Virtual On line
June 22, 2020
June 22, 2020
June 26, 2021
Liberal Education/Engineering & Society
The impact of scaffolded writing instruction on follow-up course assignments
The Mechanical Engineering Department at [Institution] implemented a series of scaffolded assignments across several required courses to improve students’ ability to write memos. This scaffolding plan was based on a study of writing across the ME curriculum with the goal of identifying the communication tasks and skills that the department expects to transfer across courses . By examining current assignments, soliciting input from practicing engineers, reading the appropriate engineering education literature [2,3], and using composition theory , the department developed and implemented a plan to sequence memo instruction and assignments in three courses across two years in the curriculum. The goal of this scaffolding plan was to encourage students to transfer previous writing instruction to new contexts so they would be able to write professional documents independently by the time they graduate.
For this work, we define scaffolding to be a purposeful alignment of instruction and expectations across multiple courses throughout the curriculum (not just in a single course). The level of instruction and guidance about the content and features of technical memos is slowly reduced as students practice applying what they have learned in past classes to later assignments. This scaffolding requires clear communication between instructors to ensure they build on previous instruction instead of starting from scratch.
In this paper, we will discuss the assessment of the effectiveness of the scaffolding plan for the second-year ME curriculum by collecting memos in a third-year course. In 2018, we collected memos from students who had not received the intentional, scaffolded instruction during the second-year curriculum. In 2019, we will collect memos from students who will have mostly received the scaffolded instruction. In November and December of 2019, we will rate all collected memos using a rubric that assesses rhetorical and generic features common to all technical memos: • writing • technical credibility • graphical elements • memo formatting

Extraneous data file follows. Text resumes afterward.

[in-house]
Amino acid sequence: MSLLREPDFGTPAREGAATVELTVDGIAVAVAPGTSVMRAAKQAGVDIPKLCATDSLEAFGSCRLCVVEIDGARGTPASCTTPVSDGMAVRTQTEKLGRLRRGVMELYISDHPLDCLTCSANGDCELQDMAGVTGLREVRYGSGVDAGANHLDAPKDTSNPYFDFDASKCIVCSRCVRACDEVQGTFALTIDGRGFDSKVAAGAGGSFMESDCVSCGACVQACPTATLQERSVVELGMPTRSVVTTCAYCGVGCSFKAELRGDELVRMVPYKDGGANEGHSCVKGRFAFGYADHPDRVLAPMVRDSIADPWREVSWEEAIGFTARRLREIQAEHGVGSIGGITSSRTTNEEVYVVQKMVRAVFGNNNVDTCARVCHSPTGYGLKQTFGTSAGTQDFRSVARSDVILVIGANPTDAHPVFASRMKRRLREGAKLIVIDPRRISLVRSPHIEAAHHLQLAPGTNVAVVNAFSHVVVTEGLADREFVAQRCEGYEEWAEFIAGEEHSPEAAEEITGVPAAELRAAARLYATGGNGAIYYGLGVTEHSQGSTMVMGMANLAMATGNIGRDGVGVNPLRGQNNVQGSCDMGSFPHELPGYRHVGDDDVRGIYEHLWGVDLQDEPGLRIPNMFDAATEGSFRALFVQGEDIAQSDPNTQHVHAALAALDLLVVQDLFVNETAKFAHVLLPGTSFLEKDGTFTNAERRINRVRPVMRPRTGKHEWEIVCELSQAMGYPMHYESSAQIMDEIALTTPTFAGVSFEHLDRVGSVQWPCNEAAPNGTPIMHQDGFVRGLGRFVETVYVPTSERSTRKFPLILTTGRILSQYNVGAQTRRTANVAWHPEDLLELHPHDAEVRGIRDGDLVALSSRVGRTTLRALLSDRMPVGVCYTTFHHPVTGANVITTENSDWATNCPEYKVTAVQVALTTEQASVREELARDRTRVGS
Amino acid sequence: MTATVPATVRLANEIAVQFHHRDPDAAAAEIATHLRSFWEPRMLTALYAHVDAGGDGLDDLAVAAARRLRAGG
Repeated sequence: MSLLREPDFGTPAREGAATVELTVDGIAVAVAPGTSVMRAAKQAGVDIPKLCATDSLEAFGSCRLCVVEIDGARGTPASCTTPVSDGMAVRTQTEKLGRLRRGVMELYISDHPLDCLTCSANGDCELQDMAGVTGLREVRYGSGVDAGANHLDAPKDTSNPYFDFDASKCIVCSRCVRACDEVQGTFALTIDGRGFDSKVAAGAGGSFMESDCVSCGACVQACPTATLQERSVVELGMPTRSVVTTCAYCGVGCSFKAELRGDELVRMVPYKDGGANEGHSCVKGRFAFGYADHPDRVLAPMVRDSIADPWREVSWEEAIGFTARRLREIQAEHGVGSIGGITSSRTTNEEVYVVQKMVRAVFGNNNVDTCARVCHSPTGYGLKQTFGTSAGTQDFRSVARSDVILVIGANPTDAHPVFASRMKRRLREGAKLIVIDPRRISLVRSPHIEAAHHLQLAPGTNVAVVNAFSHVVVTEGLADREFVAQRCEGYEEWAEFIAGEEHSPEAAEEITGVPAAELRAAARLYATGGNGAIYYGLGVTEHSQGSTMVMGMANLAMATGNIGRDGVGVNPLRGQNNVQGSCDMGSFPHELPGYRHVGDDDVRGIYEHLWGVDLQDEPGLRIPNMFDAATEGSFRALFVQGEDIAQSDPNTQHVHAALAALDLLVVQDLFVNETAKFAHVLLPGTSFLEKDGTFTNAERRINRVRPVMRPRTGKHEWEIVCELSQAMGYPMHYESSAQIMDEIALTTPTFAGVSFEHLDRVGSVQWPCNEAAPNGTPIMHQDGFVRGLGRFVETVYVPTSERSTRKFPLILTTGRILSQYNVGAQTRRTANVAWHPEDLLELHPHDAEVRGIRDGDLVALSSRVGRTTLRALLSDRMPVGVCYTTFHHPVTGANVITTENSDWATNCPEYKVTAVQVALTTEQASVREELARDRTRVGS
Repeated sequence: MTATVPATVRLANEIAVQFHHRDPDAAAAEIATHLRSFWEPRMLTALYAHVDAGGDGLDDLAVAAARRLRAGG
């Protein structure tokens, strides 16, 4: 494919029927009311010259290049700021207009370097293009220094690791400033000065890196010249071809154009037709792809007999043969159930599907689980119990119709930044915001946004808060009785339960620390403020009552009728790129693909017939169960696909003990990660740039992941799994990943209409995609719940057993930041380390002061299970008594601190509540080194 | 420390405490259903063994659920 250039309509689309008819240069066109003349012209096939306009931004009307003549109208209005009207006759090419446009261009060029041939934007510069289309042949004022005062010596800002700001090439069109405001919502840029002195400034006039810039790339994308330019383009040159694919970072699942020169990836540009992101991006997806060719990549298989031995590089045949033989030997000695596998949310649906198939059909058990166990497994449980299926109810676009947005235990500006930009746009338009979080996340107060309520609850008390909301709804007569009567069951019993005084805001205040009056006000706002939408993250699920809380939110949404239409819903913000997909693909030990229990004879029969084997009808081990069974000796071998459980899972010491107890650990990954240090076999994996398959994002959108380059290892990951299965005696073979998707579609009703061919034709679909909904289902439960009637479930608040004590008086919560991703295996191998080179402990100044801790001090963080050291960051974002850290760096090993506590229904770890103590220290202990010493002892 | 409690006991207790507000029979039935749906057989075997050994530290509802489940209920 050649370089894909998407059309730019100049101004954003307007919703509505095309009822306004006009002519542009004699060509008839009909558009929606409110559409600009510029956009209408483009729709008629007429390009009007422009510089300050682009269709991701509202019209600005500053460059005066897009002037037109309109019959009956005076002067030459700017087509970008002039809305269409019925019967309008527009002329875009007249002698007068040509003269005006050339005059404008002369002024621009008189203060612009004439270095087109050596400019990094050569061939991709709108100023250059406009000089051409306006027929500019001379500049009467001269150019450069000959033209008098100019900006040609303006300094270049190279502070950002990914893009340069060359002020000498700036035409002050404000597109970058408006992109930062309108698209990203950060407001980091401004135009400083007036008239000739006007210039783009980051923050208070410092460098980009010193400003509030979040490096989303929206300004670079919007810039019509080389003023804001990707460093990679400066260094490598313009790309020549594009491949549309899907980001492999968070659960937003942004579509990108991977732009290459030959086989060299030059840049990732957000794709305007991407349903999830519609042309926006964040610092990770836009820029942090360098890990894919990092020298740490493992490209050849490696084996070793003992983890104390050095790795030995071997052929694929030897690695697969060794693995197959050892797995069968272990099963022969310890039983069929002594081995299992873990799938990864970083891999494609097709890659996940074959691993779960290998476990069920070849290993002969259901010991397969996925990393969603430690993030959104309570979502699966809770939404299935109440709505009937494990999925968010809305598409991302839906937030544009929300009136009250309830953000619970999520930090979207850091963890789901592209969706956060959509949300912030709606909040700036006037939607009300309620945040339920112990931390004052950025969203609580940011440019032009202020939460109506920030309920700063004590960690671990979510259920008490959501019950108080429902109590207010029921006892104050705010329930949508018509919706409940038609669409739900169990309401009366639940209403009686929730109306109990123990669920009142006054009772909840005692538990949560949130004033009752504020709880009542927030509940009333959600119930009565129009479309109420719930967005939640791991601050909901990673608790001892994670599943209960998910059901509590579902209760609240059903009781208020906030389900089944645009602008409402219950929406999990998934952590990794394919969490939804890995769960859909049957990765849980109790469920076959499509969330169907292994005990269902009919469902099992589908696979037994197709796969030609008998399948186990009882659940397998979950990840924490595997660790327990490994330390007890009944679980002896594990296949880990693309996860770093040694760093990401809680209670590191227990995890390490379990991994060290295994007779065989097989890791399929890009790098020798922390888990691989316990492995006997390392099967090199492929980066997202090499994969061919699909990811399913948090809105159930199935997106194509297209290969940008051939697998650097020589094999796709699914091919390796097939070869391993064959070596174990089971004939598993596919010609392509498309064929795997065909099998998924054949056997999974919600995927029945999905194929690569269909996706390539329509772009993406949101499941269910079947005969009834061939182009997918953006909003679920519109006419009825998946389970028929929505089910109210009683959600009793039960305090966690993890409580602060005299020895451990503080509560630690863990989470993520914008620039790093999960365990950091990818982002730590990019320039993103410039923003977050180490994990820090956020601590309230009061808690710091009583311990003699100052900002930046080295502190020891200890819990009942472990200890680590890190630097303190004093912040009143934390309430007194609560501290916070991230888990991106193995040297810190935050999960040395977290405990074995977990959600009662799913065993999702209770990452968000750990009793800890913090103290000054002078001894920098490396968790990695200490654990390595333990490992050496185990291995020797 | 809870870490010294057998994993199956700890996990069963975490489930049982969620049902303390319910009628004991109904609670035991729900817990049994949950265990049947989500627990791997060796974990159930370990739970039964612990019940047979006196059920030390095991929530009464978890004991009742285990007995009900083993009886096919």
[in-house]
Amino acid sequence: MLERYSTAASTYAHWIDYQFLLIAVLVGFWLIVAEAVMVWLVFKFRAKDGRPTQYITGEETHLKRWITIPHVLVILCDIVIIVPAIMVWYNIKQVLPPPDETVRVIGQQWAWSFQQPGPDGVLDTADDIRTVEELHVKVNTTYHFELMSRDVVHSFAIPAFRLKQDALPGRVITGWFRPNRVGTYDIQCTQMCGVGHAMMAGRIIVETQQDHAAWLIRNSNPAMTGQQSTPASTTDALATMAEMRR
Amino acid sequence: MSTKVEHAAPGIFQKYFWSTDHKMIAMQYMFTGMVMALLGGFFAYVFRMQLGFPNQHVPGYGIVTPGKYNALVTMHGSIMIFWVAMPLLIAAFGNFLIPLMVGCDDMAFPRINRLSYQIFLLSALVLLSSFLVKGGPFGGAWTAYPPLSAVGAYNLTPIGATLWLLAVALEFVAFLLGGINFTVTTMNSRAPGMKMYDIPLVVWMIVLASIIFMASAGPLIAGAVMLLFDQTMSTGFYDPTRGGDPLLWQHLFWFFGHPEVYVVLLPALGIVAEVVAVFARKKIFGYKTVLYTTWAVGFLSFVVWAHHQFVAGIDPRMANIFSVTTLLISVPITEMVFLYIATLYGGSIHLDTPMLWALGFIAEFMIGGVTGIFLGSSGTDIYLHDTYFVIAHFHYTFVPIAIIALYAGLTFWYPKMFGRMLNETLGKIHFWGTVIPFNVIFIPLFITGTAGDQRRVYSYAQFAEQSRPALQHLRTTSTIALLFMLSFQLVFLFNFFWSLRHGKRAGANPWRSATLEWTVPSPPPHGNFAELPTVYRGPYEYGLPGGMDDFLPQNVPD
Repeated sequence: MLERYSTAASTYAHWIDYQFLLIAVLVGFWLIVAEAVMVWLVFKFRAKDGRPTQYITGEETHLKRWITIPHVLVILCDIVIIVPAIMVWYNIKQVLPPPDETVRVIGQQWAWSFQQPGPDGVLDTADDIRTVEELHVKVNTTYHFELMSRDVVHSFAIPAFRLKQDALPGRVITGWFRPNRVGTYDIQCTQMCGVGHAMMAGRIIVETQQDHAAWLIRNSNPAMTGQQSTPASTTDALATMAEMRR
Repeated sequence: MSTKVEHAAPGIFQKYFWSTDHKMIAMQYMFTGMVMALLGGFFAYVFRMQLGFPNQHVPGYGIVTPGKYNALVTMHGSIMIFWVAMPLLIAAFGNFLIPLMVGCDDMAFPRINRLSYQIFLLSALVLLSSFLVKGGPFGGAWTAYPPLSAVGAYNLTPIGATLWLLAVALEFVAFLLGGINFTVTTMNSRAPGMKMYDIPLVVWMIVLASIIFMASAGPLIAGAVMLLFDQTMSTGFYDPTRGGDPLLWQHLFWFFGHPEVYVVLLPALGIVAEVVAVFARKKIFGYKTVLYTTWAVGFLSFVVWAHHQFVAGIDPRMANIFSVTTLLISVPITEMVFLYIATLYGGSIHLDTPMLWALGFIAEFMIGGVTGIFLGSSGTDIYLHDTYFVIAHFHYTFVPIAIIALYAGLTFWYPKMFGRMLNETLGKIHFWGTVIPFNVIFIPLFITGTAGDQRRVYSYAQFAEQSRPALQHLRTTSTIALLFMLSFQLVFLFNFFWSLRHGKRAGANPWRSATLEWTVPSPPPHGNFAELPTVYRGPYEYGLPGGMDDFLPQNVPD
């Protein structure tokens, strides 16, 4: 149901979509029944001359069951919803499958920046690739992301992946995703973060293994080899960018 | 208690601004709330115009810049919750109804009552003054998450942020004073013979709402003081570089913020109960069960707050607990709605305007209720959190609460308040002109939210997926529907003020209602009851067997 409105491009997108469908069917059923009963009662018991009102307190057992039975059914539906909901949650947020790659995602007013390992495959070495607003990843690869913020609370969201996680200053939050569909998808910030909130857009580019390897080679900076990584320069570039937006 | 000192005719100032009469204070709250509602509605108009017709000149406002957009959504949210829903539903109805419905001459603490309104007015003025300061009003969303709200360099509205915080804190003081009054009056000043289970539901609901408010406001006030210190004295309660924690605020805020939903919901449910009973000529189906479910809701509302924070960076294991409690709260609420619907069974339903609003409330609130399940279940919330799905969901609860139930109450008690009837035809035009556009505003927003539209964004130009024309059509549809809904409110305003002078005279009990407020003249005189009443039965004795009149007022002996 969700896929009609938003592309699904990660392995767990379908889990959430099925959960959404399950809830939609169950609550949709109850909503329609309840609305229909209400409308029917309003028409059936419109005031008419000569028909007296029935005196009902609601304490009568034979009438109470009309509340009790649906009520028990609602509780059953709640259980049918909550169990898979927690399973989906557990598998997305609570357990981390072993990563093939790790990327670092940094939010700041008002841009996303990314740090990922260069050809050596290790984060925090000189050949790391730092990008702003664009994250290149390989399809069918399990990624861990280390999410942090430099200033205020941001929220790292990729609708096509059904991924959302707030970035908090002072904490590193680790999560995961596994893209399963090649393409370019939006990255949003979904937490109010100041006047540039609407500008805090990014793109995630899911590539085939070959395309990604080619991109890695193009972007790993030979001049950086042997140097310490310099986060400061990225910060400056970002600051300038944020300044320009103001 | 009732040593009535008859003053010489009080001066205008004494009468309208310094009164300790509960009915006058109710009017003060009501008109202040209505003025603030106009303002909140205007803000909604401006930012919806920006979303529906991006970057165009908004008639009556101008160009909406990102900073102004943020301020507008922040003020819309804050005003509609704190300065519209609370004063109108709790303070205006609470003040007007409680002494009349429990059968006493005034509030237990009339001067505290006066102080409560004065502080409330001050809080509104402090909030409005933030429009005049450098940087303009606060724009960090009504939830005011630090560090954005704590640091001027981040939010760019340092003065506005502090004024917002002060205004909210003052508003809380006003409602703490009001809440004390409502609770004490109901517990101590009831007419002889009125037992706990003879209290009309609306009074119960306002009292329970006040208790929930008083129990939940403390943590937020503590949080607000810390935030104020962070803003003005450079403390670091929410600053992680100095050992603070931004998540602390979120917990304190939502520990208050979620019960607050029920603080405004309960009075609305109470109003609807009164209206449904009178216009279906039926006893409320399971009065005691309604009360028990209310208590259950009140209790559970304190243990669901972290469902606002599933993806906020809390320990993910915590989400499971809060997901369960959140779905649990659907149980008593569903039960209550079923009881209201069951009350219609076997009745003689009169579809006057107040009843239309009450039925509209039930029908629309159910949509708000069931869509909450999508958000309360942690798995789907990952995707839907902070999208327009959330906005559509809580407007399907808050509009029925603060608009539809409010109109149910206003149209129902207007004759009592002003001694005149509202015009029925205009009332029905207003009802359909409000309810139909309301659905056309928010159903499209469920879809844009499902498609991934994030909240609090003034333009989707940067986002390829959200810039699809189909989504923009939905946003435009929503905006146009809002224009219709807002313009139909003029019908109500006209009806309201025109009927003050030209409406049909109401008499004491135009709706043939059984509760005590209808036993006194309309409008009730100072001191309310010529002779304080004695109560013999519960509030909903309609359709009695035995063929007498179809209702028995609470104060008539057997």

During our rating process, raters will not know which year the memos were collected. Our research will be completed in time to report our findings by the February draft paper deadline. Our paper will describe the findings of our comparison of the memos written by students who were and were not part of the scaffolding plan we designed. We believe our research will answer questions including: • Does scaffolded instruction in a previous course sequence improve students’ memo writing in a follow-up course? • If yes, in which areas is this improvement seen?
Finally, we will discuss proposed modifications to our scaffolding plan and applications of our findings to other communication genres.
 Reference removed for blind review process.  S. Conrad, “A comparison of practitioner and student writing in civil engineering,” Journal of Engineering Education, vol. 106, no. 2, pp. 191–217, 2017.  J. Craig, N. Lerner, and M. Poe, “Innovation across the curriculum: Three case studies in teaching science and engineering communication,” IEEE Transactions on Professional Communication, vol. 51, no. 3, pp. 280–301, 2008.  J. Meyer and R. Land, Overcoming barriers to student understanding: threshold concepts and troublesome knowledge. London: Routledge, 2012.
Summers, S., & Bercich, R., & Cornwell, P., & Kawano, D. T., & Mayhew, J. E., & Moseley, S. (2020, June), The Impact of Scaffolded Writing Instruction on Followup Course Assignments Paper presented at 2020 ASEE Virtual Annual Conference Content Access, Virtual On line . 10.18260/1-2--35332
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